QUICK NOTE: “EFFECTIVE” NOTICE OF COMMENCEMENT

As a contractor (or subcontractor or supplier if an unconditional payment bond is not furnished by the contractor) you always want to make sure (1) there is a notice of commencement that was recorded for the job and (2) you are working under an EFFECTIVE notice of commencement or amended notice of commencement.  An effective notice of commencement is a notice of commencement (or amended notice of commencement that amends an original notice of commencement prior to its expiration) that has not expired and allows your lien to relate back to the date the notice of commencement was originally recorded.

 

In the event you are not paid, you will want to record a construction lien to secure your nonpayment against the property and you will want your lien to relate back in time to the original notice of commencement.   When it comes to liens, a lien is typically only as good as the equity in the property oftentimes dictated by the priority of the lien.  (For example, if the property is worth $1 Million, but there is a $1.1 Million mortgage on the property, there is no equity in the property because the mortgage would have priority over the construction lien.)

 

As an owner, there may be times you want to terminate an EFFECTIVE notice of commencement.  Maybe the job is completed and the notice of commencement is still in effect and you want to cut off lien priority rights.  Maybe you want to convert your construction loan into a permanent loan.  Maybe you want to re-finance.  Maybe you want to secure a construction loan after construction commenced.  Any one of these factors will support recording a notice of termination of the notice of commencement.  When you borrow money from a lender, a lender will typically want their mortgage to be first priority.  This means the mortgage cannot be recorded after an effective notice of commencement otherwise potential liens can take priority over the mortgage.  No lender will want this to occur.

 

It is always advisable to work with counsel when it comes to notices commencement, amended notices of commencement, notices of termination of a notice of commencement, and, of course, construction liens.

 

Please contact David Adelstein at dadelstein@gmail.com or (954) 361-4720 if you have questions or would like more information regarding this article. You can follow David Adelstein on Twitter @DavidAdelstein1.

QUICK NOTE: PERFECTING & PRESERVING CONSTRUCTION LIEN & PAYMENT BOND RIGHTS

imagesYou are a subcontractor, sub-subcontractor, or supplier on a construction project.  What steps can you take to maximize your ability to collect payment?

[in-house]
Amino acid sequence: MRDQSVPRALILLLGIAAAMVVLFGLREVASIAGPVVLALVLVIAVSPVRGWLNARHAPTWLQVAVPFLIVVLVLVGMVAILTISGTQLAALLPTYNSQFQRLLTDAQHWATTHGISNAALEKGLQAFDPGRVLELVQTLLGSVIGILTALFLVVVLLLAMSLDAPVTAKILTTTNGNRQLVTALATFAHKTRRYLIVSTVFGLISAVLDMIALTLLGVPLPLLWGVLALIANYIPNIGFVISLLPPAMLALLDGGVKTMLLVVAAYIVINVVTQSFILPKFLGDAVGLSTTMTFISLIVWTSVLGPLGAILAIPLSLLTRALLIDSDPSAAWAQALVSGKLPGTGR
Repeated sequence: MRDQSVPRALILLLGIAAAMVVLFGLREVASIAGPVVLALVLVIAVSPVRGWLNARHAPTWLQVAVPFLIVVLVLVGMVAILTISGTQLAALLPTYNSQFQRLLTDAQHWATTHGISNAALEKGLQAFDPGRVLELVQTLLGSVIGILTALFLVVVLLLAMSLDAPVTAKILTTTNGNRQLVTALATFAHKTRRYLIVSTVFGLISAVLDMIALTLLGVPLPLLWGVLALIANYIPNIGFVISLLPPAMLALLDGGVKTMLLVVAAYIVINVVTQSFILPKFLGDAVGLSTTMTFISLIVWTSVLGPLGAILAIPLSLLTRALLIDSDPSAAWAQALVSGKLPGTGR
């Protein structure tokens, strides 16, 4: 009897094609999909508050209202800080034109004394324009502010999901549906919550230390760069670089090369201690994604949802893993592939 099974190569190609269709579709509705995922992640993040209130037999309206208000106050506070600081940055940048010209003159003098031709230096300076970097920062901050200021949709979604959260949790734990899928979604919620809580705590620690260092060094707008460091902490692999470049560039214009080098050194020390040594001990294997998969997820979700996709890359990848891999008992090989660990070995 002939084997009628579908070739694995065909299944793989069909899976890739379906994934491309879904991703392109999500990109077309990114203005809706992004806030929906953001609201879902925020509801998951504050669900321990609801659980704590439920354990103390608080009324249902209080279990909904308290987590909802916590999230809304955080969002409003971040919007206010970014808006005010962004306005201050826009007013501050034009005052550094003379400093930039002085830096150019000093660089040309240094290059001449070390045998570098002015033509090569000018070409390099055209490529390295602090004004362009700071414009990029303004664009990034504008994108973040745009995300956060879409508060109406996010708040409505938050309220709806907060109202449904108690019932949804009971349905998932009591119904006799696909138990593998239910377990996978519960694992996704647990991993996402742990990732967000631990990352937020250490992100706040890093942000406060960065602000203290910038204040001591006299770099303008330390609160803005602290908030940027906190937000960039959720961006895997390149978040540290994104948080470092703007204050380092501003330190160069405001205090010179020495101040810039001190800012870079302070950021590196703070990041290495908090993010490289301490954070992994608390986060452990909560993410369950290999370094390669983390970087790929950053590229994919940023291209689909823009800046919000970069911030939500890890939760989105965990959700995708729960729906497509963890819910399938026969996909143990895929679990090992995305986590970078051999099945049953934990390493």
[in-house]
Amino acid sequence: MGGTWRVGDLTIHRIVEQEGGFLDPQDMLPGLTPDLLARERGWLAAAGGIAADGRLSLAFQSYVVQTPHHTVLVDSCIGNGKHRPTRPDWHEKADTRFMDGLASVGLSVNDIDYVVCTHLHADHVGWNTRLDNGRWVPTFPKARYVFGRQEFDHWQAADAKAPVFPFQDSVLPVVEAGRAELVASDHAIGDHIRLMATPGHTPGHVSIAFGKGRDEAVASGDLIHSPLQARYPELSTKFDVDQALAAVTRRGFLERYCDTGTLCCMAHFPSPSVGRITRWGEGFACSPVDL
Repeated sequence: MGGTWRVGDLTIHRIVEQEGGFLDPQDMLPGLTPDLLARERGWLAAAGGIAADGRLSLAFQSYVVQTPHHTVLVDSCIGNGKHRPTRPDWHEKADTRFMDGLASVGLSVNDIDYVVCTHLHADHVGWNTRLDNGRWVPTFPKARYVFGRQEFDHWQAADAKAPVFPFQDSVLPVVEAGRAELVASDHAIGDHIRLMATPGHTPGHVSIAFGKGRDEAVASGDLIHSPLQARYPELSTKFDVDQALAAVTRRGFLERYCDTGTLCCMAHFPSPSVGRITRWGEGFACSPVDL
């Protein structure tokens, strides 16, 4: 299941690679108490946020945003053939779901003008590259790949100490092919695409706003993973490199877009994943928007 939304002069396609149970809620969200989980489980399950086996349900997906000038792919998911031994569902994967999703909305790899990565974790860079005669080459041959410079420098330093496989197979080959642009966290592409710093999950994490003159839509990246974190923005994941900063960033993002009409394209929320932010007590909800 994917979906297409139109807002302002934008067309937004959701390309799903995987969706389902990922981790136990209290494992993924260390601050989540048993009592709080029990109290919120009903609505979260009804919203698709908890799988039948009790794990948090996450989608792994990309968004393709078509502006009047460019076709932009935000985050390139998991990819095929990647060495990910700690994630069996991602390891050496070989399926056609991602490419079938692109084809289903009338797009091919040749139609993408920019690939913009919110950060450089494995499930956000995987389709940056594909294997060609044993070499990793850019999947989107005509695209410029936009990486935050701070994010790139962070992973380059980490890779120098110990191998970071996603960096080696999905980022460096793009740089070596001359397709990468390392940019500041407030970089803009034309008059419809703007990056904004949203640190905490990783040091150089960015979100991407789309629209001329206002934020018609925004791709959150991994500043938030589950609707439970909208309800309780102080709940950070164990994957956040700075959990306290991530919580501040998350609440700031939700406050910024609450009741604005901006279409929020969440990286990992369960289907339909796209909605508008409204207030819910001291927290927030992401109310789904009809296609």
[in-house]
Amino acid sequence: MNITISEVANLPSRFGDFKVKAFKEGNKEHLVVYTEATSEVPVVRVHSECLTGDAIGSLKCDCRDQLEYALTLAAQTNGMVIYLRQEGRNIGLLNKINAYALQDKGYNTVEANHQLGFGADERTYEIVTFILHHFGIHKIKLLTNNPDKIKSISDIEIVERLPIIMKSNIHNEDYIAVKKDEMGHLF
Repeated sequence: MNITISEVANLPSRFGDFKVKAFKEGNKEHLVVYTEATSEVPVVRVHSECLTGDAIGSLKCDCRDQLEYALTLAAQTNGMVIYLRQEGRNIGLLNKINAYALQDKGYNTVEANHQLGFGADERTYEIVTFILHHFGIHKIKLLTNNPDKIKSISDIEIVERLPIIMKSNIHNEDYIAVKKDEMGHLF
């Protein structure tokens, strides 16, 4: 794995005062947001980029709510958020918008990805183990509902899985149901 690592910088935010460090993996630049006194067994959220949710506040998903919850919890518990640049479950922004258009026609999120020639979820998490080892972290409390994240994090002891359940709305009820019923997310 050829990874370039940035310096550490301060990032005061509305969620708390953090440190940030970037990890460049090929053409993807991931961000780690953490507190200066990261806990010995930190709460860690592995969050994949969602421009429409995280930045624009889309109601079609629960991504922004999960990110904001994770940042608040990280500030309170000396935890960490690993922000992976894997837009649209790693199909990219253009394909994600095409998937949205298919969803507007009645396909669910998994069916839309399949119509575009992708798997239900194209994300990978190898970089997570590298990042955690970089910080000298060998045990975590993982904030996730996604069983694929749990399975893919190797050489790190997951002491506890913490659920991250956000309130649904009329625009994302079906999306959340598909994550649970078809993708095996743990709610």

1. Read this chart to understand what steps you need to undertake to preserve and perfect construction lien or payment bond rights. This chart will assist you with what notices you may need to serve to preserve your lien or payment bond rights and the timing to do so.  
  2.  Read this article that has tidbits to maximize payment on a private construction project.  This article will be beneficial for any subcontractor, sub-subcontractor, or supplier that performs work on a private construction project. 
  3. Take a look at the below presentation.  This is a presentation I put on with a notice company that summarizes steps you can implement to preserve your rights and increase your chances to timely collect payment.
  4. Please consult a construction attorney so that you can be proactive and not necessarily reactive when it comes to perfecting and preserving your rights.

 

Download (PPTX, 818KB)

 

 

Please contact David Adelstein at dadelstein@gmail.com or (954) 361-4720 if you have questions or would like more information regarding this article. You can follow David Adelstein on Twitter @DavidAdelstein1.

 

QUICK NOTE: FILING THE “SHOW CAUSE” COMPLAINT REGARDING A CONSTRUCTION LIEN

imagesI have talked about your options when there is a construction lien on your property.  One option discussed is the “show cause” complaint pursuant to Florida Statute s. 713.21(4) where you sue the construction lienor giving them 20 days to show cause why its lien should not be enforced or vacated and cancelled. If the lienor fails to show cause within the 20 days by filing its construction lien foreclosure lawsuit within this time frame, the court must order cancellation of the lien. See Ruffolo v. Parish & Bowman, Inc., 966 So.2d 434, 436 (Fla. 1st DCA 2007) (“When a property owner invokes section 713.21(4), a lienor must strictly comply with section 713.21(4) in order to preserve its lien, and a trial court is without discretion to deviate from the statutorily specified time limits.”); Dracon Const. Inc. v. Facility Const. Management, Inc., 828 So.2d 1069 (Fla. 4th DCA 2002) (filing a motion for an extension of time to assert lien foreclosure lawsuit is not good cause warranting the court’s cancellation of the subcontractor’s lien.)

 

 

Please contact David Adelstein at dadelstein@gmail.com or (954) 361-4720 if you have questions or would like more information regarding this article. You can follow David Adelstein on Twitter @DavidAdelstein1.

 

QUICK NOTE: PERFECT PRIVATE PROJECT PAYMENT BOND RIGHTS IF NOT IN PRIVITY WITH GENERAL CONTRACTOR

imagesRemember, if you are not in privity of contract with the general contractor on a private project where the general contractor furnished the owner with a payment bond (e.g., sub-subcontractor or supplier), you NEED to perfect your payment bond rights by initially serving a notice of intent to look to the bond on the general contractor.  (Or, serve a notice to owner but make sure you serve a copy on the general contractor).  Not serving the general contractor with this initial notice can deprive you of payment bond rights.  How do you know if there is a payment bond in place?  Pull up the notice of commencement recorded in the official records where the property is located which should identify if there is a payment bond and will attach a copy of the payment bond.